As so many of us have learned, renovation projects in older homes can become bigger than originally intended. This is especially the case when you discover leaking cast iron pipes in the basement! Cast iron has been used for pipes for centuries because of its longevity; however, in recent years homeowners began realizing the value of polyvinyl chloride (PVC) pipes.
If you want to replace all cast iron pipes in your home with PVC, you will need to hire a plumbing contractor. This project will require permits, as well as digging up your backyard and floors. Even the most competent do-it-yourselfers turn this project over to the professionals!
Replacing small portions of cast iron pipe with PVC is another story! With a little patience, you can do the job at home.
Here are some tips to get you started:
- Find the damaged spots in your cast iron pipes. Run your hand along the bottom to locate leaks and rusted portions of pipe. Mark either side of the damage with a pencil and measure the distance between the two marks. This is how much PVC pipe you need.
- When you get the PVC pipe from a plumbing supply store, pick up rubber gaskets known as “no hub bands”.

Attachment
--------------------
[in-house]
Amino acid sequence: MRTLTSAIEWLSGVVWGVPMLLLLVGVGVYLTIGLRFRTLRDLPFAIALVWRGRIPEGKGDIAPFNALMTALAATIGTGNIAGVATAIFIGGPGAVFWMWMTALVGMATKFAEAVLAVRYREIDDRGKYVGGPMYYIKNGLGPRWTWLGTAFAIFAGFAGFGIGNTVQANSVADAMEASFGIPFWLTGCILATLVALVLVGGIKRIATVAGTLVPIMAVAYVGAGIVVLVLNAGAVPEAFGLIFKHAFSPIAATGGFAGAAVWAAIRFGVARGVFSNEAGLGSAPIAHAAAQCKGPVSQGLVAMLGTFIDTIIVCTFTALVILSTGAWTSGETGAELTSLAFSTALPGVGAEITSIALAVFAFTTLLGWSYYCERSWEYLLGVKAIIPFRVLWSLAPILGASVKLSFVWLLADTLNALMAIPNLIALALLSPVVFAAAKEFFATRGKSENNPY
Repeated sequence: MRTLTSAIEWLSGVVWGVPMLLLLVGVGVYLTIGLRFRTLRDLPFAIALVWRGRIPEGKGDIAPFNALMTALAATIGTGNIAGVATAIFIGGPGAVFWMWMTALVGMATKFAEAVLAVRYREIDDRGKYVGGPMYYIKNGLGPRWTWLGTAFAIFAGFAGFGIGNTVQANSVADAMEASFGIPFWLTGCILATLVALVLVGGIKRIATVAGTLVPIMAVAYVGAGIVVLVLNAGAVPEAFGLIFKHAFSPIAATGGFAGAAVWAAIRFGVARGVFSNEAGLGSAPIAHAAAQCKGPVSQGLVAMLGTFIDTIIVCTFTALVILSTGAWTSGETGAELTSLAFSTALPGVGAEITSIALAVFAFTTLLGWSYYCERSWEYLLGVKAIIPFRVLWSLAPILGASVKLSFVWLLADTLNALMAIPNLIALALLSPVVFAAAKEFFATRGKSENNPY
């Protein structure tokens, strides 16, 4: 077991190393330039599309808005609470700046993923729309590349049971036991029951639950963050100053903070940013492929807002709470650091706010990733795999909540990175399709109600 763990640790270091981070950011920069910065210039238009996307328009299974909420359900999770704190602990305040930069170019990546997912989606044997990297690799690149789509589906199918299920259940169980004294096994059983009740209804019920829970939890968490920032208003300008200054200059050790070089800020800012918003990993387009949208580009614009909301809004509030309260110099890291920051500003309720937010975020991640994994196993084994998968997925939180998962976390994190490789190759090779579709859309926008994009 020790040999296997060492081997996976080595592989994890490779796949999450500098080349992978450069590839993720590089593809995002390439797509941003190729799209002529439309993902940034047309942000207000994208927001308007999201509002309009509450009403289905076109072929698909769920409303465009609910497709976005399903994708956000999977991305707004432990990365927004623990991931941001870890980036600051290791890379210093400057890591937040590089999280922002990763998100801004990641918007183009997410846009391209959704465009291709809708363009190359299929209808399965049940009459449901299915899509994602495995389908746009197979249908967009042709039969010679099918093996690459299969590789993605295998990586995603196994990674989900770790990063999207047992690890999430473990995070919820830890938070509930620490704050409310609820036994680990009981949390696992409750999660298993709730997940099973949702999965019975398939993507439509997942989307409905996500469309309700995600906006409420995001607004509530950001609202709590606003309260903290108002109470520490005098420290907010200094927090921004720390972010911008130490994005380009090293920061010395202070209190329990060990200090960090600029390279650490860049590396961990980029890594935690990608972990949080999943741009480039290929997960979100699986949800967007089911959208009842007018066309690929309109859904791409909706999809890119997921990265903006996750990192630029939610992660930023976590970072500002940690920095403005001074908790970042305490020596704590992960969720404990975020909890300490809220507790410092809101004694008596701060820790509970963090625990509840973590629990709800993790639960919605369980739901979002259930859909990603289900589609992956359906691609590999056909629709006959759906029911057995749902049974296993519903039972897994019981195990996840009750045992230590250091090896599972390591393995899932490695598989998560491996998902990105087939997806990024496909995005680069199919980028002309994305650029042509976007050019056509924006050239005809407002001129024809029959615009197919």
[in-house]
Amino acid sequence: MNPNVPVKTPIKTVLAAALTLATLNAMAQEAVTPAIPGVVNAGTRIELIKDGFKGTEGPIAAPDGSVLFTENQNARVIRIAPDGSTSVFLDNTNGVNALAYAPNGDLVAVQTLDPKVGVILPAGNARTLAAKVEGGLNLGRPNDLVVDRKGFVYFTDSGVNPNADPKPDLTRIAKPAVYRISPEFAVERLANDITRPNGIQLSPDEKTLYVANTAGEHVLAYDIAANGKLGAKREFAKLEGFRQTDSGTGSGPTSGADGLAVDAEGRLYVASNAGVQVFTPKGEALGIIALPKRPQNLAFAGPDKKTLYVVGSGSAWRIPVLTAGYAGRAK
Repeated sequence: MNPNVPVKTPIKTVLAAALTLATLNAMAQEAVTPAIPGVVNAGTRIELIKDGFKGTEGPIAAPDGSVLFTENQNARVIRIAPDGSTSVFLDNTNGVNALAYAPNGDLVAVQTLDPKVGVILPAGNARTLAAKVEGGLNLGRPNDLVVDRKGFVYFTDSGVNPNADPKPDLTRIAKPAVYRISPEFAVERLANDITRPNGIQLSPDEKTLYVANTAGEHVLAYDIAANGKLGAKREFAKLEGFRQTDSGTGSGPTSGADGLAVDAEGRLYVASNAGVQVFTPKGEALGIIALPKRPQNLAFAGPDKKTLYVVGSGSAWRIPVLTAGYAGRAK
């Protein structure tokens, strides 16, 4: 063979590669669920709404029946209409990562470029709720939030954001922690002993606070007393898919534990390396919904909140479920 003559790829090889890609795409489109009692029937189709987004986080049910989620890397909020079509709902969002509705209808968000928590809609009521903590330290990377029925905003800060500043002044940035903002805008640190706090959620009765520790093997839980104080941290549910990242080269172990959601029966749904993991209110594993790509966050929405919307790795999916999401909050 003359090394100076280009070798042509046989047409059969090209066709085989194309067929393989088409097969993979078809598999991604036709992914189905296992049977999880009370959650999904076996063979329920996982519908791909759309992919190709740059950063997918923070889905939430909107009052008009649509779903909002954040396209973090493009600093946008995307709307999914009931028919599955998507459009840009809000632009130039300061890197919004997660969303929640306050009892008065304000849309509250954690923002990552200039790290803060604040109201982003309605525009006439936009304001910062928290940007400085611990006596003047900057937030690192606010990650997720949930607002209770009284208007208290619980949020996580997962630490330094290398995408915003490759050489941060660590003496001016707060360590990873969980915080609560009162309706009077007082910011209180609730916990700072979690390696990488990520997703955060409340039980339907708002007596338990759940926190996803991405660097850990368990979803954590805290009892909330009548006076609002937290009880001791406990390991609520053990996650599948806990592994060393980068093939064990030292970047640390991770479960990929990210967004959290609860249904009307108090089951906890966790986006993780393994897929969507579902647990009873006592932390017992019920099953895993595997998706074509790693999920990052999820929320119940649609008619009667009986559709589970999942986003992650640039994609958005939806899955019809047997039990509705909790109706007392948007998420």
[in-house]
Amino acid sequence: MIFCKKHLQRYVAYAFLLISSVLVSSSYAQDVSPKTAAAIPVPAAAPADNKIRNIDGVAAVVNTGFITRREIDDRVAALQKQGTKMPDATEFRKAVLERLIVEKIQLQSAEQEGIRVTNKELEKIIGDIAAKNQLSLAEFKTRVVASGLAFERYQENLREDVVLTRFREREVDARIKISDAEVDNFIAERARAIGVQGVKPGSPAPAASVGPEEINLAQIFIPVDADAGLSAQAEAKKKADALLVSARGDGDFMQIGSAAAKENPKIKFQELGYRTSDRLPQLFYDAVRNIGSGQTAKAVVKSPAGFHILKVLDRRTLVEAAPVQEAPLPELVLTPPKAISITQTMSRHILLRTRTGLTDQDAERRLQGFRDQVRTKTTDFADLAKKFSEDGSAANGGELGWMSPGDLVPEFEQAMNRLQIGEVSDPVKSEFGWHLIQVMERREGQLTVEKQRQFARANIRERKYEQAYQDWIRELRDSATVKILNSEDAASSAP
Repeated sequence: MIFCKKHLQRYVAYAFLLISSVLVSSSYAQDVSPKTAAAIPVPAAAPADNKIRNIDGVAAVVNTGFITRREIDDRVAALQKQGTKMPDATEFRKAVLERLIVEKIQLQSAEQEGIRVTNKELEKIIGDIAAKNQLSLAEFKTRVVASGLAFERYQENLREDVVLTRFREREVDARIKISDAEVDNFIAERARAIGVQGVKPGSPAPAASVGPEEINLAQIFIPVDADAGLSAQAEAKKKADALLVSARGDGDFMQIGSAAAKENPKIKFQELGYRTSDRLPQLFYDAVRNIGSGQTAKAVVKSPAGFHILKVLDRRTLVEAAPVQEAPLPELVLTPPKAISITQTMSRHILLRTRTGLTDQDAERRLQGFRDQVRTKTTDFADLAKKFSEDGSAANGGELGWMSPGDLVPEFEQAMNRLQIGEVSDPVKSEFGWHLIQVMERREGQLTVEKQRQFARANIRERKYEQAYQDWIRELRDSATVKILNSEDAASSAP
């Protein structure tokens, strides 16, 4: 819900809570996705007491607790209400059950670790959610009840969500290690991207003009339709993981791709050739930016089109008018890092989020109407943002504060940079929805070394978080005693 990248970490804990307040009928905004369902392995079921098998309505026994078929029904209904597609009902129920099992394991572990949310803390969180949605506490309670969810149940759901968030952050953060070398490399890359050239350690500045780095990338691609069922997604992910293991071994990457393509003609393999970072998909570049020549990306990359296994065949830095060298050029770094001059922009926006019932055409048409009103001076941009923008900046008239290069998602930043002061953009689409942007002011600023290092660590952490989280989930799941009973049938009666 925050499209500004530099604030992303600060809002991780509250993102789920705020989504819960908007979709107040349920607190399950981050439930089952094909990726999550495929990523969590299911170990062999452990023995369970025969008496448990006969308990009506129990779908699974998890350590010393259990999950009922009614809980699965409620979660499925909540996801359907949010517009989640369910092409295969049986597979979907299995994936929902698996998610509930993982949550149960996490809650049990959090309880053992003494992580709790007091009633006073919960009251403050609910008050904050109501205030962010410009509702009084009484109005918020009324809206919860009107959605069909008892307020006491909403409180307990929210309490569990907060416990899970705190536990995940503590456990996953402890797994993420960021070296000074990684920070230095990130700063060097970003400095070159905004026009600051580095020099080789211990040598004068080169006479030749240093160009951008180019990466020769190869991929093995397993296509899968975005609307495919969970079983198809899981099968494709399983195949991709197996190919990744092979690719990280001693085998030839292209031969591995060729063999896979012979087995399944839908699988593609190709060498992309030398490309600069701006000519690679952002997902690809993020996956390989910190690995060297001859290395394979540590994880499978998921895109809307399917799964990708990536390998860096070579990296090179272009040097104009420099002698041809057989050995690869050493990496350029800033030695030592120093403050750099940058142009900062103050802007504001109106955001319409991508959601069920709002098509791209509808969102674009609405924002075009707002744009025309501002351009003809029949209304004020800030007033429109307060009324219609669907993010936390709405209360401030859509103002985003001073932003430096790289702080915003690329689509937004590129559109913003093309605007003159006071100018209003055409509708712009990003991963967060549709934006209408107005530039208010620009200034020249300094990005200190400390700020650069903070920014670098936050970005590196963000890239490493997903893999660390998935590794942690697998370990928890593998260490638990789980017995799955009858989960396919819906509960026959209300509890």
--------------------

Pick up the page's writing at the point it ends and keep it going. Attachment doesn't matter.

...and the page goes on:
- Turn the water supply OFF to the section of pipe on which you will be working. Drain as much of the water out of the pipe as possible.
- Cut the pipe with a diamond-tip cutting blade and reciprocal saw. Make sure the saw does not pull any water back into its mechanisms.
- Cut the pipe at the other pencil mark and remove the damaged section.
- Measure and cut the PVC replacement. The section of PVC should be the same size as the original, damaged pipe.
- Join the undamaged cast iron pipe and PVC pipe with couplings.
- When you fit the PVC pipe in place, put PVC cleaner on all the joints. Allow the cleaner to dry and apply joint glue to both fittings. Attach the fittings together and twist slightly.
- Connect the rubber gasket to the place the PVC meets the cast iron and tighten the band.
- Turn the water back on and test your fix.
- After half an hour, run your hand along the bottom of the pipe around the connection. Feel for leaks and seeping dampness. If you find any problems, turn off the water supply and tighten the gaskets.
If at any point in the project, you are unsure how to proceed, call your local plumber! Pushing through a project that you do not understand or feel comfortable completing can cause larger plumbing problems and a bigger plumbing repair bill!
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